DELGADO | Artificial Intelligence’s Exclusivity Issue


Humans have created systems to simplify global problem-solving and expedite learning for almost a century. Artificial intelligence is cited by some industry leaders as the next big breakthrough in human technological evolution. Detractors claim that AI poses a unique range of challenges. Tesla CEO Elon Musk expressed the potential dangers of AI and how future overreliance on AI could lead to the downfall of human creativity. Musk referred to humanity as the “biological boot loader” for computer programming. Sure, the idea that AI could outpace humans’ minds and that AI would eventually destroy our world is an issue, but there’s one problem with AI that everyone is beginning to see: mass discrimination.

AI reflects systemic, social biases when it is exposed to biased sample groups and developed by biased researchers. In the 1980s, a medical school in the U.K. received an overwhelming amount of applicants. In response, it created its own computer algorithm, selecting students based on a variety of characteristics that would make them the most qualified attendees. After running the program and admitting students, researchers of the study found the AI system discriminated against women and people of color.

In 2015, Google’s Photos application, which has the ability to categorize pictures, categorized several African Americans as gorillas. Users claimed Nikon’s cameras mistook Asian Americans to be blinking in their photos. A 2015 Carnegie Mellon study determined that Google showed fewer ads for higher-paying jobs to women than men. Many companies who encounter these issues claim they are unintentional. Their leaders expect their AI systems to remain proprietary. Many of the people that AI discriminate against are not even aware of it because of the opacity of decision-making.

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What Can Organizations Do?

Organizations can document their approach on how to mitigate the amount of bias fed to a system from the beginning of its lifecycle to increase the transparency of the development process. Linking humans and machines to learn alongside each other may reveal ways we are “partial, parochial and cognitively biased, leading us to adopt more impartial or egalitarian views.” Systemic bias can be minimized, if not eliminated, by allowing the machine to learn from a diverse sample and by making the necessary corrections in our own thinking.

University of Amsterdam Prof. Frederik Zuiderveen Borgesius, law, argued that utilizing artificial intelligence in fields like policing and criminal justice, where bias is already heavily present, poses unique challenges. A system that categorizes individuals along racial lines, for example, while ignoring socioeconomic realities such as poverty, upbringing and home environments, could make the same mistakes which lead to police officers taking innocent lives.

IBM believes that a crucial principle of mankind is to avoid bias, ultimately preventing any form of discrimination. IBM has developed transparent systems that will allow all current and future AI networks to be graded for bias. In addition, IBM aims to teach machines to apply certain human virtues, such as empathy, when making judgments. This idea of a humane system of artificial intelligence could work to address the concerns raised by Professor Borgesius and others.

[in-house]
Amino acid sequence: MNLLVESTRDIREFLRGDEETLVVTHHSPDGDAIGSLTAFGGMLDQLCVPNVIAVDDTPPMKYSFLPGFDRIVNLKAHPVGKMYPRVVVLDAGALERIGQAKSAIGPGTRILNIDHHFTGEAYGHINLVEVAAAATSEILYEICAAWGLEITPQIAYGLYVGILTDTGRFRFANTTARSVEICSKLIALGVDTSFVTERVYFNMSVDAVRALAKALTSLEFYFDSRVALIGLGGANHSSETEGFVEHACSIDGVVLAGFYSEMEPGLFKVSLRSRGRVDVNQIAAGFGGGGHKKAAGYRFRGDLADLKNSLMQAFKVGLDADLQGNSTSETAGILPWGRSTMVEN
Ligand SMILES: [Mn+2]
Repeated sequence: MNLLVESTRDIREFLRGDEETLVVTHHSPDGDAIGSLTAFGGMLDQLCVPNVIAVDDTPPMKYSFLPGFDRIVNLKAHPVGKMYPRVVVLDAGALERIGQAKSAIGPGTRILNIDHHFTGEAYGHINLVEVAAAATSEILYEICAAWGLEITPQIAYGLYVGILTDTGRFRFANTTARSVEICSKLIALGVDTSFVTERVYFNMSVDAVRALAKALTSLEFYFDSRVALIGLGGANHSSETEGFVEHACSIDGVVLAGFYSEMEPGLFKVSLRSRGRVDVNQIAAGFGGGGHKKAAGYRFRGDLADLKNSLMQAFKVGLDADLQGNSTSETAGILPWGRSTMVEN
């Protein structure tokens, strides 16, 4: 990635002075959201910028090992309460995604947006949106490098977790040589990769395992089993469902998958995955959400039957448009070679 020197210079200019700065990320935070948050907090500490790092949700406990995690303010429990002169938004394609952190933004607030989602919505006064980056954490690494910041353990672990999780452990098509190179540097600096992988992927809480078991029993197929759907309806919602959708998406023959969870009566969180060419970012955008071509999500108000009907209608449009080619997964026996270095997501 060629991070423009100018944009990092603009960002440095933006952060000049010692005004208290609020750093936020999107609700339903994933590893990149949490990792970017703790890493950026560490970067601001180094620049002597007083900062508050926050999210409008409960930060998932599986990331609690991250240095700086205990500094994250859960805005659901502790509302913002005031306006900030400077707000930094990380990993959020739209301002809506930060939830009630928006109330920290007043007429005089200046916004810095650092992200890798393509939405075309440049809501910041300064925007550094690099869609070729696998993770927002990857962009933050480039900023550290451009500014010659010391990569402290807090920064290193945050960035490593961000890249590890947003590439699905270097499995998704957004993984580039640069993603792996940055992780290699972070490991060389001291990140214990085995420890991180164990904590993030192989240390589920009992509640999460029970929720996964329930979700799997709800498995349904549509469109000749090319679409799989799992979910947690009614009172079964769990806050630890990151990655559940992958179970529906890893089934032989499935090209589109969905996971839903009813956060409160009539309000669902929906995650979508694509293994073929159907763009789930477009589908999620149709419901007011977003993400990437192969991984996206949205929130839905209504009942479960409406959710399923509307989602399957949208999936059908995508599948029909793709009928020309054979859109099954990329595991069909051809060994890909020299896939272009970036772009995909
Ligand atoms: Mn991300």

AI, in the limited capacity that we use it every day, has already shown inefficiency at filtering out the results of human bias. As a society, we have to make a decision on the moral price of innovations in technology. Past decisions to seek technical progress at any cost have led to the destruction of our ecosystems through pollution and the exploitation of marginalized groups through aggressive, unregulated capitalism.

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Future AI development requires a clear analysis of our society. Our society is not ready to create a form of pseudo-life if we cannot be wise stewards towards it. The idea is especially problematic if we will be expected to lean on artificial intelligence to make decisions that have a potent impact on society. Our own leaders sometimes fail to meet our expectations and are often unafraid to ignore or offend larger groups for the presumed benefit smaller, more privileged groups. I believe that a massive societal overhaul could be required in order to produce a new form of intelligence that does not perpetuate existing societal power structures such as sexism, racism, homophobia and economic discrimination.

In the short-term, increased diversity in STEM will help to slowly mitigate problems present in AI. Exposing face-finder technology to more people of color during the development process will prevent particularly offensive errors. Limiting the amount that AI systems make decisions for law enforcement will help to avoid assumptions about recidivism and criminality that lead to deaths. However, these issues ultimately serve to slap a band-aid on larger human issues that are only becoming visible to the most privileged members of society as they attempt to create almost-human minds of their own.

Canaan Delgado is a junior in the College of Agriculture and Life Sciences. He can be reached at cdelgado@cornellsun.com. No Church in the Wild appears every other Tuesday this semester.





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